Fortunately, with today’s technology, information is available at your fingertips that allows you to get a good understanding of any neighborhood without leaving your home. Google Maps can tell you a lot about the neighborhood. Are there a lot of apartment complexes, strip malls with liquor stores and check cashing establishments nearby or do you have a Starbucks and Whole Foods nearby? This will tell you a lot about the neighborhood. Google Maps street view lets you take a virtual tour of the neighborhood and street. You can see how well the homes are maintained and whether there is pride of ownership. Tools like Trulia’s heat map and Lexus/Nexus Community Crime Map are good sources of crime data in a designated area. Home prices and rents are another good indicator of neighborhood class. Use Zillow to get to know prices and rents in the area and compare them to the median for the market. How much rent an area commands is one of the best indicators of the quality of the neighborhood.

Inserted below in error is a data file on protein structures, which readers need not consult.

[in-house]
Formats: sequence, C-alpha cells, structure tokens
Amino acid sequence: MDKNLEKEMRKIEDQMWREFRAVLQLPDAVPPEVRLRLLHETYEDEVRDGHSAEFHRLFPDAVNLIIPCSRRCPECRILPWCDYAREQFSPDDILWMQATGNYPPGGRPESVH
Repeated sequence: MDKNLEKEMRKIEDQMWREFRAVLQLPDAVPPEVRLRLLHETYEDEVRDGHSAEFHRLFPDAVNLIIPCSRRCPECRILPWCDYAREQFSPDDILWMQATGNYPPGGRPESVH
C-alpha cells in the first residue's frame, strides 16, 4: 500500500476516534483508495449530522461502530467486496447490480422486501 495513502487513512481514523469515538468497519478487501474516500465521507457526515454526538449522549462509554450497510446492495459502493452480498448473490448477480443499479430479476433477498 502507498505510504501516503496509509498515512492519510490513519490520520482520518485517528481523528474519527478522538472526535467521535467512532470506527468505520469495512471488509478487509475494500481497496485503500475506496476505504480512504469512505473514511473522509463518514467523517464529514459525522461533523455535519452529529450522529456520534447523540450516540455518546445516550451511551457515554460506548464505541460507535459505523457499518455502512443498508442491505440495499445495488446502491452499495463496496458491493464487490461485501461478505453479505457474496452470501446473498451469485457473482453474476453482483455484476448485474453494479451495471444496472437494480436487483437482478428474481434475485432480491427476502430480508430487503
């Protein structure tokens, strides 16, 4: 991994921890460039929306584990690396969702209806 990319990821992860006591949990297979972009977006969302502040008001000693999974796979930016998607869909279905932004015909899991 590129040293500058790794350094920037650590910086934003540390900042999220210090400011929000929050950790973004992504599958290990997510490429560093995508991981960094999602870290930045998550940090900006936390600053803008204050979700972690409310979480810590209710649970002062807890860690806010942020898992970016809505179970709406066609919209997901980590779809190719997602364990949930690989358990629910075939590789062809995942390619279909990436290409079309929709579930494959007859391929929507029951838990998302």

2. What’s the condition of the property?
There is no substitute for getting a property inspection. The inspection is your chance to have a look under the hood. It will tell you everything you need to know about the condition of the property including future Cap Ex expenses which impact long term cash flow. Get your own independent inspection rather than relying on one provided by the seller. If it’s a turnkey property that was recently renovated, get a copy of the scope of work for the renovation. Expect the inspection report to include several items ranging from minor to potentially major deficiencies. I have seen buyers walk away from perfectly good properties because the inspection report scared them off. You’ll need to understand how to interpret an inspection report and know what’s important and what’s not. You may need the inspector to help decipher what items are insignificant and which are of real concern that need to be addressed. Focus on the items that pose a safety hazard or can potentially compromise the structurally integrity of the property. Be sure to have an inspection contingency in your contract allowing you to cancel if there are problems with the inspection.
If you’re investing out of state, there is a good chance that you’ll have to make offers on properties that you’ve never seen. By learning how to evaluate a neighborhood remotely and knowing how to decipher an inspection report, you’ll find that you can safely buy properties without seeing them first just like experienced investors do all the time.
Are you buying properties sight unseen? If not, what are your biggest fears about doing so?